The Story Behind Every Song - Cultural Influences to Music

The Story Behind Every Song – Cultural Influences to Music

Raising World Children

Beethoven, my favorite composer went deaf before he composed some of his most famous piano and orchestral musical works. He was very poor, living in Vienna, but didn’t let his financial hardships or disability deter him from playing and composing music.

In my opinion, he was one of the first true composers to really understand the piano. Other composers before him helped bring the piano to the forefront as a true and important instrument, but the harpsichord was very famous still too. I believe that the culture he lived in was a major influence on his music.

Music Around the World


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Every composer creates music based on their experiences and culture. While playing piano for vocalists, they would sing in different languages. Depending on what language they were singing in would determine how I would interpret and play the piano accompaniment part.

When you hear music from around the world, it will all sound different. Have you ever stopped to ask yourself why? People from other cultures are also unique individuals.

Even though I am from America, I could compose a song and my neighbor down the street could compose another song, but they would still end up sounding completely different.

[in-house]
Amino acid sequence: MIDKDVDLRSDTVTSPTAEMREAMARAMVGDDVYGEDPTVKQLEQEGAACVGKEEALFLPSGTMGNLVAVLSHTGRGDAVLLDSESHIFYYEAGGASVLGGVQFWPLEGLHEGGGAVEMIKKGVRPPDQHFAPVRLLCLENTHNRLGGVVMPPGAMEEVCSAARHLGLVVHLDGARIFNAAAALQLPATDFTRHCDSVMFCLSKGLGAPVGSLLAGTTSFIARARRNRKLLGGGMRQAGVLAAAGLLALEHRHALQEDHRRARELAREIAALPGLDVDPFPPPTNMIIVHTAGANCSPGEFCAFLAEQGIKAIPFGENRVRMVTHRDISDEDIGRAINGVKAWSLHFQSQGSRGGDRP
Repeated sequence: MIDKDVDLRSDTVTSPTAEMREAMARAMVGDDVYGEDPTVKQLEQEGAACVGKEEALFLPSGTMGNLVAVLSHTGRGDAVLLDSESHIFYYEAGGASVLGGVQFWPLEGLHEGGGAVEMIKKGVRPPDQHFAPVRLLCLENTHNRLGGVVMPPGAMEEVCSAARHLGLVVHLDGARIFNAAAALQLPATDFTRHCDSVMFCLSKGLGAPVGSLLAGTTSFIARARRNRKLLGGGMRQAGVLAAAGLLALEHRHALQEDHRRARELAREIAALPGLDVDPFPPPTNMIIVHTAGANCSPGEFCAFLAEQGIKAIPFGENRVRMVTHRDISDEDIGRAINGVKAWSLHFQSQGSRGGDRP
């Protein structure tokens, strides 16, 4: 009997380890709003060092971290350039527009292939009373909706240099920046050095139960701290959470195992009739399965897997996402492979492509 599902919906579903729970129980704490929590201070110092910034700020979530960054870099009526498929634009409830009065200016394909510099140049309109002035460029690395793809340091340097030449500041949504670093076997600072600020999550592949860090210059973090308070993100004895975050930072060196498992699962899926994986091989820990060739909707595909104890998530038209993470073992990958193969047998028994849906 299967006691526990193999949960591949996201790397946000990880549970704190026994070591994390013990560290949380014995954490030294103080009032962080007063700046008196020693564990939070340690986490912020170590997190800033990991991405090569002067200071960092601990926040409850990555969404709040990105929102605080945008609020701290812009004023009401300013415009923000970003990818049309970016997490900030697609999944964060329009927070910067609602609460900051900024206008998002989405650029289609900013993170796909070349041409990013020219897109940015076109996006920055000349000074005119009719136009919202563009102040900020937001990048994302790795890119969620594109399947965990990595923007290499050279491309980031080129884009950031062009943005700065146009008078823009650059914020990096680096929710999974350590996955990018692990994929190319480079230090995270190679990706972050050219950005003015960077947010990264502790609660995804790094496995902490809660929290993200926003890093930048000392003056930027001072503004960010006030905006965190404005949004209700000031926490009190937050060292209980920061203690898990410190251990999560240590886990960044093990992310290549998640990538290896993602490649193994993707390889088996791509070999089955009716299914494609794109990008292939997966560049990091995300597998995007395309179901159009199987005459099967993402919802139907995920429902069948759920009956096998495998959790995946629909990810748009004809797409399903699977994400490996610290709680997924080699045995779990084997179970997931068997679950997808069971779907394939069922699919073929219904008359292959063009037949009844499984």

Because we’re both from America, we may use a lot of the same sounds, rhythms, and instruments, but our own personal style will go into our music. Most of the time when you are from a different country, you can tell if music is from Jamaica, Africa, Mexico, India, or Italy just by hearing it. Your experiences and knowledge bring you to this understanding.

So many different cultures have shaped me as a music teacher.

My Musical Journey & Influences

My journey began in my first grade classroom one December day.  Our class  was called to the carpet to sit around the piano. It is not very often that a classroom teacher has an instrument in their classroom, so I thought this was pretty cool that our teacher  played  for us daily.

On this particular occasion, she played the song “Jolly Old St. Nicholas.” I ran home from school that day and couldn’t wait to sit at the old piano my dad had just gotten from our church. After picking at the notes for a little while, I finally figured out how to play the melody of that song we had just learned, all by myself. It felt fabulous!

culture music

I went on to take piano lessons and learned how many famous composers played piano and composed such amazing music and the rest as they say is destiny.

I enjoy teaching the African, American, and Spanish cultures the most. I love to teach and play the African drumshey are a great way to teach rhythm and steady beat. Student’s love learning how to play the different types of African drums (djembe, talking drum, and African drum) and the dances to go along with the drumming as a group.

When teaching a song from the Spanish culture, we learn the Spanish language first, then the dances that go along with the song like flamenco, and sometimes even add maracas.